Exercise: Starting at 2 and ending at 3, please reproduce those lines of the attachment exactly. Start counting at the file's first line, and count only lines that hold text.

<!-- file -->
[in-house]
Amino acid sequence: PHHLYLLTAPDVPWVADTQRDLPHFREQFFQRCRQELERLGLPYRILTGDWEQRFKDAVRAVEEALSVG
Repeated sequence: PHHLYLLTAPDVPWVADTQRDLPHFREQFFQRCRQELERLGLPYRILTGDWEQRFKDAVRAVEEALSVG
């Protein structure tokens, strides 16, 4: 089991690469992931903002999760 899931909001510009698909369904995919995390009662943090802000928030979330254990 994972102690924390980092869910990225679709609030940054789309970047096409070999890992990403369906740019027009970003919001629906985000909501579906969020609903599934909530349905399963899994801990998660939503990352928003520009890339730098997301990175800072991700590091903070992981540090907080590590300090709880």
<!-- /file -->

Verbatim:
Amino acid sequence: PHHLYLLTAPDVPWVADTQRDLPHFREQFFQRCRQELERLGLPYRILTGDWEQRFKDAVRAVEEALSVG
Repeated sequence: PHHLYLLTAPDVPWVADTQRDLPHFREQFFQRCRQELERLGLPYRILTGDWEQRFKDAVRAVEEALSVG